How to Parent Kids about Life When You’re Still Trying to Figure It Out
View full size
Going into parenthood, you have somewhat of an idea of the types of hurdles you might meet along the way—potty training, teaching your kid how to read, or navigating peer pressure. You know that there are some areas in which you’re fairly competent, and others in which you could use the help of a book or an expert.
Then there are some situations that arise that completely paralyze you—because the subject matter hurls you back in time to your own youth. And it can be difficult to keep a level head when your child is struggling with matters you never quite found the solution to, but somehow managed to survive.
Like disappointing friends. Like cliques. Like bullies. Like mean girls. Like…how unfair and confusing the social arena can be.
We’ve been fortunate that since my oldest son left the womb, he’s been able to navigate social situations with a fair amount of ease. He’s the kid at the park that circles your kid a few times before he finally gets the nerve up to ask him to play. He’s the kid who always leaves vacations with a few pen pals. He’s a natural born leader and, overall for an eight-year-old, a good friend.
However, whether it’s the cultural differences, the inability to yet speak the language, or his insecurity about both, my eight-year-old is having a bit of a rough patch settling in the social scene here. Since we moved from New Jersey to Israel six weeks ago, we’ve already had a number of conversations with him about “making and keeping friends,” “how to recognize a good friend,” and “how it’s important to have more than one friend.” Along with my husband, I’m doing my best to guide him. But the truth of the matter is, I am no expert on these matters.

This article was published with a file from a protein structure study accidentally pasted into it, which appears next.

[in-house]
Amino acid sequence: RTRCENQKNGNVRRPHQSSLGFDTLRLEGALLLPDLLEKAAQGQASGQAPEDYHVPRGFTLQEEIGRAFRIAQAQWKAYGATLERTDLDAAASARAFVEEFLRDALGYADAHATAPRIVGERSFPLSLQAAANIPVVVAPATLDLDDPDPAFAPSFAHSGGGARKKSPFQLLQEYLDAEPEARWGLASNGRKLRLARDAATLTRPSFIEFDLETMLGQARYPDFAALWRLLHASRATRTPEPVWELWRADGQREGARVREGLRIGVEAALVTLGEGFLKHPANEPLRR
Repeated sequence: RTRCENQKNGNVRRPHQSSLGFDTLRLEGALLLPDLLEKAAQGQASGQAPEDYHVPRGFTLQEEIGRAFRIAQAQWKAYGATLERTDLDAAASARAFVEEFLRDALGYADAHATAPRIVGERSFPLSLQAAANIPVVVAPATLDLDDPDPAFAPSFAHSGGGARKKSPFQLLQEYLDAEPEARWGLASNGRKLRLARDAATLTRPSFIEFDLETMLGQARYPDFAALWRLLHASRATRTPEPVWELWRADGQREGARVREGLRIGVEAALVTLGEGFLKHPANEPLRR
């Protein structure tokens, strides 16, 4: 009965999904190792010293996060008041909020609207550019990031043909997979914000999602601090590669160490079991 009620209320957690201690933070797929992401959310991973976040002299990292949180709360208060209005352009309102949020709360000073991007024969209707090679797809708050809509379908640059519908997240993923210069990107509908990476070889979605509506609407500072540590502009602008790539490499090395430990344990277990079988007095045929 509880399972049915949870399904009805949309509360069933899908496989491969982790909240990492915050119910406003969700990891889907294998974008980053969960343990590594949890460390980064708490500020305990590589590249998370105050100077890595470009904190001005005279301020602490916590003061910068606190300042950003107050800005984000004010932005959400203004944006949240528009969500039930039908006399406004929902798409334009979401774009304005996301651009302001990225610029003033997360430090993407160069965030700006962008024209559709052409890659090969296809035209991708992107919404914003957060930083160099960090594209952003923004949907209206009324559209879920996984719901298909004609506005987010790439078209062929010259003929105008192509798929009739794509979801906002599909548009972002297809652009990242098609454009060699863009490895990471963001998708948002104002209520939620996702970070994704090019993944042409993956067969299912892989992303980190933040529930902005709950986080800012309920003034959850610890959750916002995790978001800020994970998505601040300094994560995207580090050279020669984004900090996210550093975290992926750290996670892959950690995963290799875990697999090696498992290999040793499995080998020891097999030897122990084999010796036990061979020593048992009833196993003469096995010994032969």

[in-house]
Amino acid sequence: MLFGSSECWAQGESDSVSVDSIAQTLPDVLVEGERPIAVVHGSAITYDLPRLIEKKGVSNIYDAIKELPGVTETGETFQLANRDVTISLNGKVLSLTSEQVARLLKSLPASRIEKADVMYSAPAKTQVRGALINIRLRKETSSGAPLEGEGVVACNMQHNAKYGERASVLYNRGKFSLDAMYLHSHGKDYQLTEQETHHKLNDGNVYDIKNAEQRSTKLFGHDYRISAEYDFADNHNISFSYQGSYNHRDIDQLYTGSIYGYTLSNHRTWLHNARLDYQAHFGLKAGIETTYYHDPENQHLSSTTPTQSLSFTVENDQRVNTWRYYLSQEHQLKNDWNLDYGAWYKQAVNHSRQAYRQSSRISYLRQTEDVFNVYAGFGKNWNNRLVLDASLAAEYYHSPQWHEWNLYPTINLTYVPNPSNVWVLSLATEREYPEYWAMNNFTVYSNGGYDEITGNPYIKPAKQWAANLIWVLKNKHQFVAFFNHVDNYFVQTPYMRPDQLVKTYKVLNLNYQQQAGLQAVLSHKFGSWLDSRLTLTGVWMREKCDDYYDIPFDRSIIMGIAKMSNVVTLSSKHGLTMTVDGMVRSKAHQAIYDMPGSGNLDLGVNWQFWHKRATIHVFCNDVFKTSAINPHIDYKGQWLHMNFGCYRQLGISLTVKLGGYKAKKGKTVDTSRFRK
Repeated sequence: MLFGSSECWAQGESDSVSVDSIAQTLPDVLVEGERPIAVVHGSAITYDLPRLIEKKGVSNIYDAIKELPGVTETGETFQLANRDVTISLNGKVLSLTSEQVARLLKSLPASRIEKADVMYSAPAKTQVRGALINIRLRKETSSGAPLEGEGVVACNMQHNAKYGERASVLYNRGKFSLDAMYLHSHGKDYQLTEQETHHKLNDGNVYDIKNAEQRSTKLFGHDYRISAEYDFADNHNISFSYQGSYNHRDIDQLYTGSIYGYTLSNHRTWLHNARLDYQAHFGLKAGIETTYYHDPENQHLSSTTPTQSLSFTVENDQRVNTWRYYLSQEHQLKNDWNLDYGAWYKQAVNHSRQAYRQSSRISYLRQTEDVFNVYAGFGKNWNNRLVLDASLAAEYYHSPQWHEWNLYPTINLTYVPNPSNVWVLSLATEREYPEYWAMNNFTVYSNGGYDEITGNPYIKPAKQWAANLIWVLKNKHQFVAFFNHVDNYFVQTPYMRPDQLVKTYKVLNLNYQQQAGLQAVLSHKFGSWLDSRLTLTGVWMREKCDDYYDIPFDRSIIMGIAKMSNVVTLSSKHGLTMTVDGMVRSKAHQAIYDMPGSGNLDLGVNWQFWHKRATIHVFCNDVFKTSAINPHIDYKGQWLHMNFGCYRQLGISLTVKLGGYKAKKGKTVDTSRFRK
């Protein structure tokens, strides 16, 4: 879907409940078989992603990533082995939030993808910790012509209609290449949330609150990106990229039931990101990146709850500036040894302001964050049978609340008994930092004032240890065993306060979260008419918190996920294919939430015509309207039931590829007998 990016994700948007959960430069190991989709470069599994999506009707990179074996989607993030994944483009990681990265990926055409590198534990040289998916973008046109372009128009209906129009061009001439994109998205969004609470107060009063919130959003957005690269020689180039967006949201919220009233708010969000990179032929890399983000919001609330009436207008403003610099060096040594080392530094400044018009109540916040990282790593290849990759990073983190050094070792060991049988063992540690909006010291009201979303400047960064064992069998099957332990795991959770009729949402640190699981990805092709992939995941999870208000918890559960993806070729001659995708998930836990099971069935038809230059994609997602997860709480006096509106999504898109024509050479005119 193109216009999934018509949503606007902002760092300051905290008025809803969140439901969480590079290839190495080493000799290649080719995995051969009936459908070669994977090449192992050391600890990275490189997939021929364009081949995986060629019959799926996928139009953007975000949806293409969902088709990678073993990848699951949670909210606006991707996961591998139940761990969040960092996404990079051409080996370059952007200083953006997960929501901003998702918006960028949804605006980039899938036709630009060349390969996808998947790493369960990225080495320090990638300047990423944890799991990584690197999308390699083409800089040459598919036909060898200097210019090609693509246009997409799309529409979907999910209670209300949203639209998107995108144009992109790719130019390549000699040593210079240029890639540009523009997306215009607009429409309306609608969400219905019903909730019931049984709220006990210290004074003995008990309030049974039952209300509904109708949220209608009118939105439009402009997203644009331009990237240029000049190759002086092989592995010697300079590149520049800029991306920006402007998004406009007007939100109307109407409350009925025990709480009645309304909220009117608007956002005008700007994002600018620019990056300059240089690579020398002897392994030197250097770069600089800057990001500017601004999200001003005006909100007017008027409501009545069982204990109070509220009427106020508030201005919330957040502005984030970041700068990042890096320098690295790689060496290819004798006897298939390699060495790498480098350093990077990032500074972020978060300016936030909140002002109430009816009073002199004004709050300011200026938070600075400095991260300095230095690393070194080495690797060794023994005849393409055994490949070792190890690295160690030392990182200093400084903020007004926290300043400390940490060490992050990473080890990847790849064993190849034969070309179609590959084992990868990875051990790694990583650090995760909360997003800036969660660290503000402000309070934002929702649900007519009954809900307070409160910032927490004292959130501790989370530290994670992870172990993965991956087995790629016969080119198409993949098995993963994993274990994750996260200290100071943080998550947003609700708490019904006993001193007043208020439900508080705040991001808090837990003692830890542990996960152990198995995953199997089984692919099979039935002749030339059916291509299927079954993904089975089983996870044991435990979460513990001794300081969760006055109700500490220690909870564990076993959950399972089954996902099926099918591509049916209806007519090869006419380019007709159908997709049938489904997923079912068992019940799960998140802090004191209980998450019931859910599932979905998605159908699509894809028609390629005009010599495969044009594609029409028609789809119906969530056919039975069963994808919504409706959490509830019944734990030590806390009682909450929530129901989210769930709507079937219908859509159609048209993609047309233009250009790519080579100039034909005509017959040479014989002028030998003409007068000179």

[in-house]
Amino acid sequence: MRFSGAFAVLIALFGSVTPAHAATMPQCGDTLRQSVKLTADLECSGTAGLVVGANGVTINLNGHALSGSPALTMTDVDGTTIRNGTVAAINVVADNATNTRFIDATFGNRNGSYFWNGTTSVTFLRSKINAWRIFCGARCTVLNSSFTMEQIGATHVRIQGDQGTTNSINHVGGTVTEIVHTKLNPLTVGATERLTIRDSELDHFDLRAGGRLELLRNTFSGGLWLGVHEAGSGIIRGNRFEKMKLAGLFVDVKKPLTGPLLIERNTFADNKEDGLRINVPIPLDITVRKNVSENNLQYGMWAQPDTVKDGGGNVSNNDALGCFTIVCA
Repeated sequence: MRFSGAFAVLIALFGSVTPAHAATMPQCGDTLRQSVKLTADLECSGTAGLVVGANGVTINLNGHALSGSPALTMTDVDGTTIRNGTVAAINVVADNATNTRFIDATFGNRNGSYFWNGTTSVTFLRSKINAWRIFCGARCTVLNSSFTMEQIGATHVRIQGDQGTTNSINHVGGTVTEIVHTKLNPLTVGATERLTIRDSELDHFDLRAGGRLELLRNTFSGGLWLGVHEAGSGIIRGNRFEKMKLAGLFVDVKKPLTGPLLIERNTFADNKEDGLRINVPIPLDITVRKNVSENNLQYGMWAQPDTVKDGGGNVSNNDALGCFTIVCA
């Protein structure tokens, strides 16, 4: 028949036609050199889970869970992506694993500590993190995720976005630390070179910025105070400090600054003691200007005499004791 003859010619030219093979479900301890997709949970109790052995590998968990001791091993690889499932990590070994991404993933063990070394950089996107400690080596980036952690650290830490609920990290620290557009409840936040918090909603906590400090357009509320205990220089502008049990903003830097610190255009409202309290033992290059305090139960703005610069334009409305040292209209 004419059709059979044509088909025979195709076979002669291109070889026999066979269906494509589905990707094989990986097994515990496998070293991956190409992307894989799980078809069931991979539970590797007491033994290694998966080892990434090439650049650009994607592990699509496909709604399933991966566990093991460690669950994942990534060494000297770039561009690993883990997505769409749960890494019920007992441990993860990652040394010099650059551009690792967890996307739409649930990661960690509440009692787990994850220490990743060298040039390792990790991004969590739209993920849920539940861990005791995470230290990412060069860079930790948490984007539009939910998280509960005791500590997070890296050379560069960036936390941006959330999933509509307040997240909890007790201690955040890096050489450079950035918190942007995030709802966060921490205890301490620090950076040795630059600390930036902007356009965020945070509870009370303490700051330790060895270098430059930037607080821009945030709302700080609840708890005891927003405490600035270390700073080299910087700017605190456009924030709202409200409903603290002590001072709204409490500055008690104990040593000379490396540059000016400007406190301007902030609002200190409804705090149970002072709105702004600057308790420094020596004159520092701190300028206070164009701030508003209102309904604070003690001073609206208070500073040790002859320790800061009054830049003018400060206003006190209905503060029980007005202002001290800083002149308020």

A grown woman with half a lifetime of experiences, I am also trying to figure out how to make and keep friends. I, too, am trying to figure out how to be less of a stranger in a strange land; how to share of myself with the natives here; and how to summon up my inner leader when I’m too afraid to even say, “Hello.”
So when he comes to me crying and tells me the story of some injustice done to him on the playground or at his friend’s house, my inner thoughts progress swiftly from “Those little sh…!” to “What did he do to provoke them?” to “How can I protect him?” to “What does this mean about him?” to “What does this mean about me?”
It seems a bit of a conflict of interest to parent our children on matters that still carry so much meaning for us, doesn’t it? And, yet we must: For whom else will counsel them with as much love and compassion as we will?
Hopefully, my kids will seek and receive guidance from others along the way—their teachers, their grandparents, their friends’ parents—but, for now, my children look to their parents for the answers. Some of which I got and some of which I don’t.
As with this journey in general, though—the one in which I take a deep breath and hope my kids end up normal and happy—I know I can’t make life any easier for him. I know that there are a hundred or so life lessons to be learned through the process of making, keeping, and losing friends.
Fortunately, for him and for me, I am able to cull from my own emotional baggage a considerable supply of compassion and understanding, as well as the evidence to show that as rough as it might seem now, it always gets better.